ECONOMY: Bloomberg On Nigeria’s Economy In 2015

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By Efio-Ita Nyok, March 2, 2015, 7:15 am.

It has been predicted by world leading economists that the world economy will expand by 3.2% and 3.7% in 2015 and 2016 respectively.

However, in 2015, it is anticipated that emerging markets in the Asian and African continents will dominate the world market. In fact, 20 of such emerging world markets have been projected in view of 2015 including China, which is perceived to top the list, Philippines, Kenya, India, Singapore and Nigeria amongst others.

Bloomberg, a world leading finance services firm based in New York, in her more recent survey has ranked China, the Philippines, Kenya, India, Singapore and Nigeria as the world fastest economies for the year 2015. Nigeria’s economy is projected to expand by 4.9%, trailing behind China at 7%, the Philippines at 6.3%, Kenya at 6.3%, India at 5.5%, and Indonesia at 5.4%.

The implication is that Kenya will be Africa’s fastest growing economy, while Nigeria will be the continents second. However, Bloomberg observed that unemployment, weak infrastructure, corruption, poverty, security, etc are teething challenges to these two economies.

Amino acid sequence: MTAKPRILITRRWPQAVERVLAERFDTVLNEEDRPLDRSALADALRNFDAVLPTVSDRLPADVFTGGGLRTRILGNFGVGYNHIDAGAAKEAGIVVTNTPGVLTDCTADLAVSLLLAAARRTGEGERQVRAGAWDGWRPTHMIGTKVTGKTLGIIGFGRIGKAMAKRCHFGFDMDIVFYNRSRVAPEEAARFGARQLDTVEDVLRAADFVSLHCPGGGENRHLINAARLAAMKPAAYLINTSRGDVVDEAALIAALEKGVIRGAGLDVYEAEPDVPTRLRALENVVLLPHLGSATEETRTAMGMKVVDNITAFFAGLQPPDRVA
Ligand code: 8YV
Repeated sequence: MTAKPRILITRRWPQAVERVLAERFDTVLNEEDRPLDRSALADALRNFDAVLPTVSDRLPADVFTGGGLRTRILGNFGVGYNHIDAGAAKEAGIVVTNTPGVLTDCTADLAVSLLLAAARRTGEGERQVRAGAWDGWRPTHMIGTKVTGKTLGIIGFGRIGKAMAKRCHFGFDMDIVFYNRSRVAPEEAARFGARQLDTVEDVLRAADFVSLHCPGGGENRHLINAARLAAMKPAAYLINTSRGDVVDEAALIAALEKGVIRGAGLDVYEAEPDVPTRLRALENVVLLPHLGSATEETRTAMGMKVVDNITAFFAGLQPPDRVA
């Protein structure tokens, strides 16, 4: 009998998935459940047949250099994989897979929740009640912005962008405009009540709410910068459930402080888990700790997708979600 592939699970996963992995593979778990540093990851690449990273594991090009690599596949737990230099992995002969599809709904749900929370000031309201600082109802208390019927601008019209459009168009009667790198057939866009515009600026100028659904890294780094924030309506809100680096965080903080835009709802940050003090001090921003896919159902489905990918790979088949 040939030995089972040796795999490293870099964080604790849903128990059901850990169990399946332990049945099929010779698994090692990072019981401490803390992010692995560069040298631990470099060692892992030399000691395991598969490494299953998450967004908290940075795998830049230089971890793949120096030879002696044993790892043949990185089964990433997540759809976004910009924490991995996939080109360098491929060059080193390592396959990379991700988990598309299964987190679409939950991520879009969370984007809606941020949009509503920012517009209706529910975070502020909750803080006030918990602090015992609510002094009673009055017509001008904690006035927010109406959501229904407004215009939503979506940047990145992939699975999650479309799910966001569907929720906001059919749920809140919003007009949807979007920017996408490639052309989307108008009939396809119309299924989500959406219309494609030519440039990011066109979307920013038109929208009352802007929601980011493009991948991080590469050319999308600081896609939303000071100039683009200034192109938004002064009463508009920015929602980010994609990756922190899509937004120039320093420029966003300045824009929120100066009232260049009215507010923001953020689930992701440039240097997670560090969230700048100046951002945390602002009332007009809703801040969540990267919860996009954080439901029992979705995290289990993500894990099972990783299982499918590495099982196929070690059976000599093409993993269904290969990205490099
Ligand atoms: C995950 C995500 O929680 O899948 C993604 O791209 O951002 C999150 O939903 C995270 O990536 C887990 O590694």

It would be recalled that in January 2015 CNN Money had projected Nigeria’s economy to be the third fastest economy globally in 2015 along with China, Qatar, Iraq, etc. It was posited that Nigeria’s economy would grow by 7.1% while China’s will grow at 7.3%.

To my mind, these economic statistics suggest very strongly that Nigeria, is making gigantic strides in the global scene. For instance in April 2014 Nigeria’s economy was review to be the largest economy in Africa with an estimated GDP of $509.9 billion (N80.3 trillion) leapfrogging South Africa’s $370.3bn (N60.7 trillion).

As it is common amongst a pessimistic citizenry, Nigerians are wont to dismiss this burgeoning statistics as mere paper work devoid of concrete expressions in the day-to-day existential realities of the average citizen. Accordingly, it should be emphasised that in the midst of institutionalised corruption and the present security challenges bedevilling this country, this perceptions would hardly change.

It was the Sophists who rightly argued that ‘man is the measure of all things’. Actually, the average Nigerian should be the measure of the veracity of these numerous claims. I do not mean to challenge the authenticity of these scientific claims, but from a perspective, they fly in the face of reality. Be that as it may, we believe very strongly that things will turn around this year as politicians will be seen to delivering on campaign promises to the electorates.